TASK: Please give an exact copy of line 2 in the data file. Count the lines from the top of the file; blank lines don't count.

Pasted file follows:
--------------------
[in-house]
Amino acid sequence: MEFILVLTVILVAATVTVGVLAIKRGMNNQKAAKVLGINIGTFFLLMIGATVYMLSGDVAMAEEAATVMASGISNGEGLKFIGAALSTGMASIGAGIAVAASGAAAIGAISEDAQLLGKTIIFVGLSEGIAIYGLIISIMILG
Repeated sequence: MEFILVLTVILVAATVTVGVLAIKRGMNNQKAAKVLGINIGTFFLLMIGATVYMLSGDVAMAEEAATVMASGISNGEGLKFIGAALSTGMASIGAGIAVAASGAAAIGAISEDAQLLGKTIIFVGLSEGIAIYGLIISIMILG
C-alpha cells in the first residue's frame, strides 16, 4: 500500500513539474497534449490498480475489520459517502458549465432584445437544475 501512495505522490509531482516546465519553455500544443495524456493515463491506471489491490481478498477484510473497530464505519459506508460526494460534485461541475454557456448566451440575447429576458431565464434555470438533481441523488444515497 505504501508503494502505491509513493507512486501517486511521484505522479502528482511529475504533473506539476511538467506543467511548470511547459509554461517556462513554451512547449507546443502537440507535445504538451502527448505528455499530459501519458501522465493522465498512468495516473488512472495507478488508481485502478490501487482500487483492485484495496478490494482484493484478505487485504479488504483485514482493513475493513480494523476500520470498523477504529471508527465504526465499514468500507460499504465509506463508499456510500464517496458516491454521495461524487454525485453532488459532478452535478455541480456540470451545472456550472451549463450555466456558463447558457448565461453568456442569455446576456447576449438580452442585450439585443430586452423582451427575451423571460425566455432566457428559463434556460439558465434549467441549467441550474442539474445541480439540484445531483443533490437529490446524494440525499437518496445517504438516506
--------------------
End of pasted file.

Amino acid sequence: MEFILVLTVILVAATVTVGVLAIKRGMNNQKAAKVLGINIGTFFLLMIGATVYMLSGDVAMAEEAATVMASGISNGEGLKFIGAALSTGMASIGAGIAVAASGAAAIGAISEDAQLLGKTIIFVGLSEGIAIYGLIISIMILG